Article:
Rakshabandhan – The Festival of Chaste Love
Celebrated in the month of Shravan on a full moon day by the Indian populace across the globe, Rakshabandhan is an acknowledgement to the unflinching support and immense strength sisters receive from their beloved brothers. It is a day when a brother and sister pray for each others’ health, wealth and happiness. The Rakhi festival in its own beautiful and unique way also helps rub off minor dissensions in the weld formed in the heat of emotions joining two people, the brother - ‘bhai’ as he is called in Hindi, and his sister - ‘behna’ as she is called in Hindi.
Rakshabandhan is not just a festival about the unblemished relationship between a brother and sister but also one that speaks volumes of the rich Indian tradition through the boundless love that reverberates in this country despite a zillion differences.
Rakshabandhan – The Symbol of Chaste Love
A Rakhi, meaning ‘the bond of love’, is also a symbol of the profound love sisters have for their brothers. It is also manifestation of the countless blessings a sister showers selflessly on her brother. On this auspicious Rakshabandhan day, sisters tie the holy thread, Rakhi, on the wrist of their brothers and reinforce their faith in the basic philosophy behind Rakshabandhan – protect the weak from all that is evil. The brothers on their part take unsaid yet strong vows to protect their sisters through their thick and thin and pamper them with lots of Rakhi gifts. They also traditionally feed each other sweets, don graceful attires and spend the day in merriment.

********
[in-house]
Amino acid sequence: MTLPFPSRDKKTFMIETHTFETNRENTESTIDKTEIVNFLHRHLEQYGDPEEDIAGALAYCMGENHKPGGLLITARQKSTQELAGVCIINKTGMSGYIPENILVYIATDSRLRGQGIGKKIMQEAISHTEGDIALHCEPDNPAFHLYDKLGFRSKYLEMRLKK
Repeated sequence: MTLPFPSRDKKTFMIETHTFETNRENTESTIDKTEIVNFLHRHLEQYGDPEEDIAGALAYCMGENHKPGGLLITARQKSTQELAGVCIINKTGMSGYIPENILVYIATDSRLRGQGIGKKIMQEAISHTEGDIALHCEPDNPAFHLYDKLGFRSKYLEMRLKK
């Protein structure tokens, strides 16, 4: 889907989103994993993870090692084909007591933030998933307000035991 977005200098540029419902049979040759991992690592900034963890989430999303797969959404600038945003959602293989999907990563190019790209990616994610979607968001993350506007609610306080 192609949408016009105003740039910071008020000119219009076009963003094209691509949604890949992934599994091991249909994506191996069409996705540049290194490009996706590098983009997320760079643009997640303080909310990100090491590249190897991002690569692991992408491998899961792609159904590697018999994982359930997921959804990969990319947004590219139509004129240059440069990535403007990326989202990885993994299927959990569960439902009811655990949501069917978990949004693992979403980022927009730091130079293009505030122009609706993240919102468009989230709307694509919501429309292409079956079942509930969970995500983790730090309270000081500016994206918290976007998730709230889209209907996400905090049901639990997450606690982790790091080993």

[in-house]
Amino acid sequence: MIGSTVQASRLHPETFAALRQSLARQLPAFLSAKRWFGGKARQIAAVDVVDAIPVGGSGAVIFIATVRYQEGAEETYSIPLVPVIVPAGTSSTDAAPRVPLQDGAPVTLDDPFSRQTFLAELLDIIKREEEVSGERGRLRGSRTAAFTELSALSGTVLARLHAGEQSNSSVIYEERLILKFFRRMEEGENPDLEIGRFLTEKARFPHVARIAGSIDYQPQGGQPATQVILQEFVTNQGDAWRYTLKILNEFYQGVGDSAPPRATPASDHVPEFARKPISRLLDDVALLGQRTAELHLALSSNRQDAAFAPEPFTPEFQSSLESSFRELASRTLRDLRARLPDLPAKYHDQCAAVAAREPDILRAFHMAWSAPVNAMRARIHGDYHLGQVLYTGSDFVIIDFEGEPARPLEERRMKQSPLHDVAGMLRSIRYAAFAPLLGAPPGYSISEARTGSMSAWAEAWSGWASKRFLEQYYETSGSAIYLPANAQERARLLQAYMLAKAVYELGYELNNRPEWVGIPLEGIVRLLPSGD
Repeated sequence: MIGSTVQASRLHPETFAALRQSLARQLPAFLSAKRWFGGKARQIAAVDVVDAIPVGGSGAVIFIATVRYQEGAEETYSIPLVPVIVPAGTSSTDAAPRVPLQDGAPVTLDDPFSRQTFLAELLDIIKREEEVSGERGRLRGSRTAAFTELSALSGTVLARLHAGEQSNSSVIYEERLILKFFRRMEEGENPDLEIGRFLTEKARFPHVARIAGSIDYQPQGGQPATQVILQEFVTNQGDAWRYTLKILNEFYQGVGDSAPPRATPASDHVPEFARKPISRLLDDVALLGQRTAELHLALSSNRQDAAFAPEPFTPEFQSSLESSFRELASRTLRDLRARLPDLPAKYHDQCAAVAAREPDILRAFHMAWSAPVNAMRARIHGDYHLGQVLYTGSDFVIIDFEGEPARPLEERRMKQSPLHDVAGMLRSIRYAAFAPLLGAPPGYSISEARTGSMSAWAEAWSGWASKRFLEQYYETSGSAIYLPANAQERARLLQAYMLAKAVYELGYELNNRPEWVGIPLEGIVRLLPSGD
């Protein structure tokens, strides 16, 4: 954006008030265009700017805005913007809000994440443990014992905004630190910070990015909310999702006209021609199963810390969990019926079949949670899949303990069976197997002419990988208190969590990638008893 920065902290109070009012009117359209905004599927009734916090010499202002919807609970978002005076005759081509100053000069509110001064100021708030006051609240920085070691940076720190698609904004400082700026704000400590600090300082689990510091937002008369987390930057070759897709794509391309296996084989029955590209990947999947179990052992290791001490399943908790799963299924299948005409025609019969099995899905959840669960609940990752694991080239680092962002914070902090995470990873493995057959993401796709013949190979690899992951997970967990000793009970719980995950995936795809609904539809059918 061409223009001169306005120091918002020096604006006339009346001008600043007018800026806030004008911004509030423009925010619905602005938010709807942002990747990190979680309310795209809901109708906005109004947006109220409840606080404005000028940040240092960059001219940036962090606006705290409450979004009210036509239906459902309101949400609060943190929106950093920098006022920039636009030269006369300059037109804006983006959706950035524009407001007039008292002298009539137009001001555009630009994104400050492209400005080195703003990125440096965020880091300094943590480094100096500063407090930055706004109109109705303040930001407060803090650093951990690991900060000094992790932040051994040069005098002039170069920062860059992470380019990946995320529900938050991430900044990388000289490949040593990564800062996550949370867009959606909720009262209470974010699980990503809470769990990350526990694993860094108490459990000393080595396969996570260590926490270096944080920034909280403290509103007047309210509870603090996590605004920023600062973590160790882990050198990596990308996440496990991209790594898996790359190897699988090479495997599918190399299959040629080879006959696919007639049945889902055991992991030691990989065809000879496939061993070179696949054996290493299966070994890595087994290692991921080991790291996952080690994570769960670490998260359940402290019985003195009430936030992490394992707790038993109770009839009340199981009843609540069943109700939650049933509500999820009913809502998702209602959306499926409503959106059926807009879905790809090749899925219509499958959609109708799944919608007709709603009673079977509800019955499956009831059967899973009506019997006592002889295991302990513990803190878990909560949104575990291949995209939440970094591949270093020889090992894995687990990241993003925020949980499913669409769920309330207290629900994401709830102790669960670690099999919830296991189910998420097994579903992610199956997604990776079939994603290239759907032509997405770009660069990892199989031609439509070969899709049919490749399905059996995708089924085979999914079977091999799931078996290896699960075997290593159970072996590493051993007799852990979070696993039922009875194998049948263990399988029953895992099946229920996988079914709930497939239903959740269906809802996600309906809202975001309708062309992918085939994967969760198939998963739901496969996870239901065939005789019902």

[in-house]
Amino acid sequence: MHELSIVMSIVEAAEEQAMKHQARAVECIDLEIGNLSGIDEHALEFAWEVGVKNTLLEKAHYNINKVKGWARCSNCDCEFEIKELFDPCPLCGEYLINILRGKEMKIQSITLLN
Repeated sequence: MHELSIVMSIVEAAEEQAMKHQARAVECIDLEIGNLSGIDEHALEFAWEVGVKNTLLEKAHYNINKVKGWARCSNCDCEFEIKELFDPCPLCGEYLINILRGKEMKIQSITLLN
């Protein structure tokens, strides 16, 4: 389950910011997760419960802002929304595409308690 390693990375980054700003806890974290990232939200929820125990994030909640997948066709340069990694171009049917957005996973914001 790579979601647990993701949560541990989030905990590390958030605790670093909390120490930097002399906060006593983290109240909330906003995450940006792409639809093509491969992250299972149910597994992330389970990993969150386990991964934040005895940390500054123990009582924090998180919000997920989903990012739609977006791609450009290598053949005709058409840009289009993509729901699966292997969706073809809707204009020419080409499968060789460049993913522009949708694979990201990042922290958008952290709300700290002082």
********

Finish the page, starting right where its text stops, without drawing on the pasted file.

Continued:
Rakshabandhan and Society
Rakshabandhan also underlines the need for a peaceful co–existence between people of different castes, creeds and religion. For when this holy string of love is tied on people other than relatives, a greater sense of unity, brotherhood and equality prevails in the society. Rakshabandhan also helps alleviate social pains caused from the wounds of religious outrages and can help bridge the humongous psychological and cultural gap due to border divides. So, in a way the Rakhi festival has more to say than just highlight sublime ties between brothers and their sisters.
Rakshabandhan – The Make
Rakhi is a beautifully crafted and embroidered sequin made ideally of gold, silk, studded with pearls and stones and tied to an auspicious red string on both diametrical ends. With endless varieties of Rakhis available in all ranges these days, people regardless of their financial limitations get an option of scouring, selecting and then going on to buy their choice.
Rakshabandhan – History and Myths
History and mythology books too have lots to say about this lovely Indian festival that fortifies the immortal love between a brother and his sister, Rakshabandhan. The fact that a small red string on the wrist of the mighty Indian King, Porus, stopped him from executing Alexander, The Great, can seem to unbelievable at first, but it is, as history suggests, true. Alexander’s wife tied this holy string, Rakhi, on Porus’s wrist and protected her husband from an imminent execution. Porus was compelled to guard the honor of the Rakhi and pardon his principal enemy.